How to Open a Champagne Bottle the Right Way
Today on The Daily Meal
Don’t be the idiot in the picture: the guy who wrecks an entire bottle of bubbles — and his hostess’s new couch — because he believes that corks should fly across the room with a pop like cannon fire. I know, I know: it looks kind of baller when a cork comes soaring out of the bottle and the champagne foams everywhere, but the truth is that plenty of things that look cool in music videos are actually wildly incorrect or impractical in real life: holding a gun sideways, powder fights, jumping into fountains in formal dress, riding on the hood of a car, and carrying gigantic bags of loose cash. Opening a bottle so that the cork soars and the foam sprays everywhere is the champagne equivalent of revving the engine and popping the clutch at a stoplight (which is hell on your transmission, by the way). This behavior doesn’t impress the ladies, but it does wreck the carbonation and aromas of the bottle you just purchased. Plus, you can put somebody’s eye out with that thing, as your mom would say — or at least break some expensive glassware.
Just as importantly, don’t be the girl who is scared to open the bottle and always asks a guy to do it: popping a bottle of sparkling is a fun, scene-stealing moment at a New Year’s party, and you can relish it just as much as any dude.
Follow these simple steps and you too can learn how to not open a bottle like a jackass:
1. Chill the bottle. The pop-and-spray phenomenon happens when you either shake a bottle up or open a too-warm bottle. Champagne should be served at 45 degrees, which takes about three hours in the refrigerator or 30 minutes in an ice bucket (protip: throw some kosher salt and water into the ice bucket to create a slushy ice mixture that will encourage your bottle to chill faster). Unless you’re drinking really low-end sparkling wine, avoid putting the bottle in the freezer to speed up the process — this can break down the aroma.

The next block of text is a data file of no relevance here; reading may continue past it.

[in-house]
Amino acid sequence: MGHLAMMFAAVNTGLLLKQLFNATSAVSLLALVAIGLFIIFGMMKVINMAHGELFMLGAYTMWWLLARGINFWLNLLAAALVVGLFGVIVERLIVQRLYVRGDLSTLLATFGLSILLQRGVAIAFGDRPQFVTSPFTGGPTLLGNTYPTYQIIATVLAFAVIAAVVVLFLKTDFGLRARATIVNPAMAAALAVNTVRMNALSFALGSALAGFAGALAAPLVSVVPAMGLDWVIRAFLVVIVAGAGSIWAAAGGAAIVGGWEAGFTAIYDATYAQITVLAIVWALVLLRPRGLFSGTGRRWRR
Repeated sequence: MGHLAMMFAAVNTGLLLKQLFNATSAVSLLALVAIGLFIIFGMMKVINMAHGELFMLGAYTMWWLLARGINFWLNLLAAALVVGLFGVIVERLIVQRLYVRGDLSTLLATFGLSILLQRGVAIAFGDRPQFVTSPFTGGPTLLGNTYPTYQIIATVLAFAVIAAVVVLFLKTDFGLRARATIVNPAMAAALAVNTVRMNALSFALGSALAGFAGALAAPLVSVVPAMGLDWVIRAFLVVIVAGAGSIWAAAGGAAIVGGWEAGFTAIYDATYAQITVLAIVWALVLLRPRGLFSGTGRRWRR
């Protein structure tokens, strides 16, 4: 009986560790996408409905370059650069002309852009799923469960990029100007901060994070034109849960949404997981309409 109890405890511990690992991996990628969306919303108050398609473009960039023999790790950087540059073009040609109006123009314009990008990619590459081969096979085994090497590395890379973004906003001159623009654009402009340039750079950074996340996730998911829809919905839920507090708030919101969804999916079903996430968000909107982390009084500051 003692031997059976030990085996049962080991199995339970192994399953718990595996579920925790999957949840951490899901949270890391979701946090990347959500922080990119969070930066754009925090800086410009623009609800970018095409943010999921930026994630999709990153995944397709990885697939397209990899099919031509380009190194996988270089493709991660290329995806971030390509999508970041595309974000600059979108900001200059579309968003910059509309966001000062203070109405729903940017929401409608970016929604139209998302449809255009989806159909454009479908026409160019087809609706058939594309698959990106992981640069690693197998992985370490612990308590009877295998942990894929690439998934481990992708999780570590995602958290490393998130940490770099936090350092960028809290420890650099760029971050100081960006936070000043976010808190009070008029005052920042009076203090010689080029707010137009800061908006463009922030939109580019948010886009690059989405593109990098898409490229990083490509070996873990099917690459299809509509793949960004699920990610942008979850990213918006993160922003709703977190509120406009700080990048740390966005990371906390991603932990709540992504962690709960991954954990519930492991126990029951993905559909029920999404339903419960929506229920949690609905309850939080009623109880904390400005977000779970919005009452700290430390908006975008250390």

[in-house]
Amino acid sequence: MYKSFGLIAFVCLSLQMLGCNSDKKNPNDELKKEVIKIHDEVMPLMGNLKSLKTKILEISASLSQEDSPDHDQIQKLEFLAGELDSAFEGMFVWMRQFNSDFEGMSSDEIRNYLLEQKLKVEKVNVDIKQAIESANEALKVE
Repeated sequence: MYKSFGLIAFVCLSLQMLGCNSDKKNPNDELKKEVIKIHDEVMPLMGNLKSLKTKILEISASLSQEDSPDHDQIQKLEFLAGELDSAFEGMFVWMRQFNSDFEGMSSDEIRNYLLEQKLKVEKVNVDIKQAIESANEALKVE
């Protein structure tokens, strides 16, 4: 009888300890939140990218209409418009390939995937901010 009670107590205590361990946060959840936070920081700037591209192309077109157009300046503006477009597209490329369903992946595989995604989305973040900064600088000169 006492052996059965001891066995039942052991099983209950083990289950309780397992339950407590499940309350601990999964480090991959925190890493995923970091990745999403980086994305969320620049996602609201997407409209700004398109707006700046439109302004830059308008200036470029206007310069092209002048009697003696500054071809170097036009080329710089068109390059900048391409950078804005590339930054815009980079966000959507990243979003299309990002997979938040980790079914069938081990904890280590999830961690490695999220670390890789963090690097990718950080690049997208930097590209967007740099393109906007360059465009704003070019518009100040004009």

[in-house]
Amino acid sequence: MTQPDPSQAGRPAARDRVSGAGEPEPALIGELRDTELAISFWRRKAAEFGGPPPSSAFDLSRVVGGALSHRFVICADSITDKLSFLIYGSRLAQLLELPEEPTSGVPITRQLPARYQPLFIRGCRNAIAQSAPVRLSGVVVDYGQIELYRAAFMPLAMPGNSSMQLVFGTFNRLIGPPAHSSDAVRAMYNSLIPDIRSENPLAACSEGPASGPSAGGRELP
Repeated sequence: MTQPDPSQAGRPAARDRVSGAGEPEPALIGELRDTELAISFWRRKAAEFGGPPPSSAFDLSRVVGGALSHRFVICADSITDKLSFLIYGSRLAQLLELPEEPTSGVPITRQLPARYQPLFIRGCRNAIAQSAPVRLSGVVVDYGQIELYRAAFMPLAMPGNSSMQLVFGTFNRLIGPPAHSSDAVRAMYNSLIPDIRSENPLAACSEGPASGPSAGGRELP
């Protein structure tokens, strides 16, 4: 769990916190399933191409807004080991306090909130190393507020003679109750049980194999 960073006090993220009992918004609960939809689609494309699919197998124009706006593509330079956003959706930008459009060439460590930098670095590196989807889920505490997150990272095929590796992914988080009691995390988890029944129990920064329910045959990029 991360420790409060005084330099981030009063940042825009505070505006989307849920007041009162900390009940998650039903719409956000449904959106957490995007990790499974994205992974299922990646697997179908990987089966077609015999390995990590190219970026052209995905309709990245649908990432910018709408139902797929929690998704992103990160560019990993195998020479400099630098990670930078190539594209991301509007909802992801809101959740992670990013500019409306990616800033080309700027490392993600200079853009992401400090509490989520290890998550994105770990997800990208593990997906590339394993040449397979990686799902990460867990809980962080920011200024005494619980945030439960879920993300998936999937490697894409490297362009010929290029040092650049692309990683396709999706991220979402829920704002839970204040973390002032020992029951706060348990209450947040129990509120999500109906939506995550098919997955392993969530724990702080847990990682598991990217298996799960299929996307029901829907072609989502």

2. Remove the foil with a knife. Next, twist off the cage by spinning the little handle counter-clockwise. You can leave the cage on the counter rather than pitching it immediately — champagne detritus looks kind of glamorous left out at a party. Now for the hard part: some people think it’s best to employ towels in this endeavor, and if your bottle just came out of an ice bucket instead of a refrigerator, it makes sense to use two regular-sized tea towels, one in each hand. Otherwise, you can wrangle a bottle bare-handed:
3. Grip the shoulder of the bottle (the top slope where the neck slides into the body) with one hand while covering the cork completely with the palm of your dominant hand. Rotate the bottle counterclockwise while you press the cork down — like you’re trying to push it back into the bottle — and slowly twist your dominant hand clockwise. Once you feel the pressure building, slow down even further, and ensure that you have a good grip: when it’s ready, the cork will pop out gently into the palm of your hand, emitting a satisfying but elegant crack and a little plume of white fog. Less showy, but more refined than a huge jet of sparkling.
4. If you have flutes, break them out — pour the wine along the inside of the glass, rather than straight into the bottom to help preserve the bubbles. While champagne bowls are great for champagne cocktails, they let the fizz out more quickly, so reserve those for when you’re mixing a cheaper sparkling with other flavors.
5. Toast the new year!
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